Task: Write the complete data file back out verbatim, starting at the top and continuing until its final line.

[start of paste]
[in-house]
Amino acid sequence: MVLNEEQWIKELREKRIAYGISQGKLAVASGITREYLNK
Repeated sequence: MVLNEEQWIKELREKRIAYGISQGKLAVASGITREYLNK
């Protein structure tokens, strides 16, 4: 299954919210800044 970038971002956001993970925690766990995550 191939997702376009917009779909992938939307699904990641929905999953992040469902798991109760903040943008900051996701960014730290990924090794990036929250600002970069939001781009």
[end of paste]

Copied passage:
[in-house]
Amino acid sequence: MVLNEEQWIKELREKRIAYGISQGKLAVASGITREYLNK
Repeated sequence: MVLNEEQWIKELREKRIAYGISQGKLAVASGITREYLNK
């Protein structure tokens, strides 16, 4: 299954919210800044 970038971002956001993970925690766990995550 191939997702376009917009779909992938939307699904990641929905999953992040469902798991109760903040943008900051996701960014730290990924090794990036929250600002970069939001781009």